2016 Ended with a Neuro-bang

Welcome to 2017! Certainly 2016 closed with a bank in terms of interesting work relevant to Global Neurology. The WHO’s World Malaria Report 2016 was released near the end of 2016 and provides encouraging details of the impressive gains made in the past 5+ years to decrease the burden of this ancient scourge 1. The numbers are still daunting with over 400,000 deaths from malaria in 2016, most of these being among children in sub-Saharan Africa.

The evolving epidemiology of malaria is going to prove interesting to watch. As malaria control improves and children under 5 are having less exposure even in endemic regions, the age at which children are at risk for severe disease appears to be increasing. A recent clinical trial in Senegal determined that chemoprophylaxis for malaria should be extended from under 5s to under 10 year olds in their region 2. Williamson et al 3 provide a comprehensive, informative review of cryptococcal meningitis relevant in both high and low income settings that includes new developments in the basic and translation sciences and discussion of cryptococcal meningitis in HIV negative populations. This is a not-to-be missed review. In a recent publication in Neurol Neuroimmunol Neuroinflamm, Carpio and colleagues 4 provide details on PCR diagnostics for neurocysticercosis (NCC). Their findings suggest CSF PCR may be especially valuable for diagnosis in extra-parenchymal NCC which may difficult to identify with imaging (sensitivity 90.9% with 95% CI 70.8-98.9%). What I wasn’t able to find last month was evidence of much engagement by neurologists in the 65th Annual Meeting for the American Society of Tropical Medicine and Hygiene. Without Borders is committed to publicizing relevant international meetings through reports from professionals working in Neurology or a closely allied field who attend the meeting. I was unsuccessful in finding anyone to provide such a report. In looking at the program, I was surprised at the very limited representation of neurologic topics there appeared to be. Delving deeper, a search on “brain” yielded 18 hits but at 18 different sessions and a review of the individual sessions suggested that neurologic issues would be only addressed tangentially and then only in 1 or 2 of the associated talk. “Nervous system” search yielded 61 hits but similarly over a vast number of session, often concurrent sessions, and again, with only tangential coverage. I think one must consider whether US Neurologists with Global Health interest are missing an opportunity to partner with our Tropical Medicine colleagues in medical education and research dissemination activities?


  1. WHO. World Malaria Report 2016. 2016.
  2. Cisse B, Ba EH, Sokhna C, et al. Effectiveness of Seasonal Malaria Chemoprevention in Children under Ten Years of Age in Senegal: A Stepped-Wedge Cluster-Randomised Trial. PLoS Med 2016;13:e1002175.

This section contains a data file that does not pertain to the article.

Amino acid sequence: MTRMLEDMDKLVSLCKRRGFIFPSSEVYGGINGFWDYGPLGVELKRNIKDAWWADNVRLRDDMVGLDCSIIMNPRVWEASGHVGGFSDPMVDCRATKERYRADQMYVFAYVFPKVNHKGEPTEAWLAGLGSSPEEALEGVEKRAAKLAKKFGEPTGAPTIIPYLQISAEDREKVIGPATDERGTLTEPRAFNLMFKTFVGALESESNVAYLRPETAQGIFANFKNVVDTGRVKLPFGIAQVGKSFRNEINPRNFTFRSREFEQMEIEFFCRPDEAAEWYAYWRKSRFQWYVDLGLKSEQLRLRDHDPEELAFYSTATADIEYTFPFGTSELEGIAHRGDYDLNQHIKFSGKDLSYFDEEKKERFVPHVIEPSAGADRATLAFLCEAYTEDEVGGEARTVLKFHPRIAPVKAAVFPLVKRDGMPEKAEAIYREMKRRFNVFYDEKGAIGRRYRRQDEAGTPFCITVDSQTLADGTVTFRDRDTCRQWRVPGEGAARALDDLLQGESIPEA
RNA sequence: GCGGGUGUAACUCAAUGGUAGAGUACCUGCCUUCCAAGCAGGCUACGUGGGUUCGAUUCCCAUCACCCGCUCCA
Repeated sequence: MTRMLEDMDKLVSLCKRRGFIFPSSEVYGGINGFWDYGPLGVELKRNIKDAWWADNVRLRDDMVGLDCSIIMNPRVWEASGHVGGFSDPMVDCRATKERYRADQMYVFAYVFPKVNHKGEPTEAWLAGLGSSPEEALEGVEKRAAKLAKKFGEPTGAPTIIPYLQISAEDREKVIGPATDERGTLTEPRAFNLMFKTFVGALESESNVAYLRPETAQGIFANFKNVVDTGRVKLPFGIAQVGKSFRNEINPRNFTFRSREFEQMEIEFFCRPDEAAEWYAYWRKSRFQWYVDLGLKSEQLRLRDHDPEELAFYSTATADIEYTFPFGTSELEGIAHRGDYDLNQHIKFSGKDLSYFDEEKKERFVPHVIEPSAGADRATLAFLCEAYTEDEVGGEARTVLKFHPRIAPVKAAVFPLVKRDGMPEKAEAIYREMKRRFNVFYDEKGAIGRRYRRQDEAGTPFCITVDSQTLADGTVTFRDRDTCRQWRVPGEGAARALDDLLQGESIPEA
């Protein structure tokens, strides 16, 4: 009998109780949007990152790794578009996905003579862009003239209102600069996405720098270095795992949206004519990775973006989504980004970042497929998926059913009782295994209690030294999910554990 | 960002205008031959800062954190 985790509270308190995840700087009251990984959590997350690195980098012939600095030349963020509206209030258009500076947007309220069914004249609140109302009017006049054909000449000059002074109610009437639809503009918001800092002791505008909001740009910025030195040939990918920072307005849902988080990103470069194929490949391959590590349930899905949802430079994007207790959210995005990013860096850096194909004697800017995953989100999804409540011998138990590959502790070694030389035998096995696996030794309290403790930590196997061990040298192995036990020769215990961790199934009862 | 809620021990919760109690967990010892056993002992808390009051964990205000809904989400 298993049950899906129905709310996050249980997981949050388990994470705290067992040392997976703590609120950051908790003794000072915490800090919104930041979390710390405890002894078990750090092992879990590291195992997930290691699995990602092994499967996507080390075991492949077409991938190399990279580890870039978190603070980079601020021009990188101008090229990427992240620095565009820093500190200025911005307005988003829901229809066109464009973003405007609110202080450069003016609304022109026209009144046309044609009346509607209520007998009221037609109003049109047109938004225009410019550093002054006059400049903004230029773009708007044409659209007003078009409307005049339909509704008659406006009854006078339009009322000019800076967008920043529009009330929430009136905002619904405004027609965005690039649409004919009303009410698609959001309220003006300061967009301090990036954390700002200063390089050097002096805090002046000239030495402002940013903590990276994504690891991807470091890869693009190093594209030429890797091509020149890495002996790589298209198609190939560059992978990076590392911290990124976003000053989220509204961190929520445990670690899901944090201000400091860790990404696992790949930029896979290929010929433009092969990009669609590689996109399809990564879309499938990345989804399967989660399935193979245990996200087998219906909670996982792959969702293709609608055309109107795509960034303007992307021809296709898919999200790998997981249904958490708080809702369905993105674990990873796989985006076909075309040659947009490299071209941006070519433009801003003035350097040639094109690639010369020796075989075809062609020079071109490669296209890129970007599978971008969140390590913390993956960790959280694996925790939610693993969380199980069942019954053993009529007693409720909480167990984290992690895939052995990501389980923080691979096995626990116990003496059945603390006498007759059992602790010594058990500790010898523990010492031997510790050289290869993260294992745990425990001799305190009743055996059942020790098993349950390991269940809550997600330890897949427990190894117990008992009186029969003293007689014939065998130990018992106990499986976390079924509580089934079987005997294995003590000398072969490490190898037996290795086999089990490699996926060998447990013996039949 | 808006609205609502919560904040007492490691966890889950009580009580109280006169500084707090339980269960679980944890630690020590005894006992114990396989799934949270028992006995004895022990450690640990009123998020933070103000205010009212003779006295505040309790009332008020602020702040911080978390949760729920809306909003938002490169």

3. Williamson PR, Jarvis JN, Panackal AA, et al. Cryptococcal meningitis: epidemiology, immunology, diagnosis and therapy. Nat Rev Neurol 2017;13:13-24.
  4. Carpio A, Campoverde A, Romo ML, et al. Validity of a PCR assay in CSF for the diagnosis of neurocysticercosis. Neurol Neuroimmunol Neuroinflamm 2017;4:e324.
Gretchen L. Birbeck, MD, MPH

Gretchen L. Birbeck, MD, MPH

Gretchen Birbeck is a neurologist who divides her time between the US and Africa. Her US academic home is the University of Rochester where she is the Rykenboer Professor of Neurology and Research Director for the Strong Epilepsy Center with adjunct appointments in the Center for Human Experimental Therapeutics and the Department of Public Health. Her additional skills in epidemiology, health services research, and tropical medicine are brought to bear during the 6-months annually she spends in Africa where she serves as Director for the Chikankata Epilepsy Care Team in rural Mazabuka, Zambia, an Honorary Lecturer at the University of Zambia and a consultant for the Paediatric Research Ward at Queen Elizabeth Central Hospital in Blantyre, Malawi. Gretchen’s research programs are aimed at identifying opportunities to prevent or ameliorate the medical and social morbidities of common neurologic conditions in low-income, tropical settings with the ultimate goal of developing successful interventions feasible for scale up and broad implementation. She has been recognized as an Ambassador for Epilepsy by the International League against Epilepsy, a Global Health Research Ambassador by the US Paul Rogers Society, a National Outreach Scholar by the WK Kellogg Foundation and a Leader in Medicine by the American Medical Students Association.

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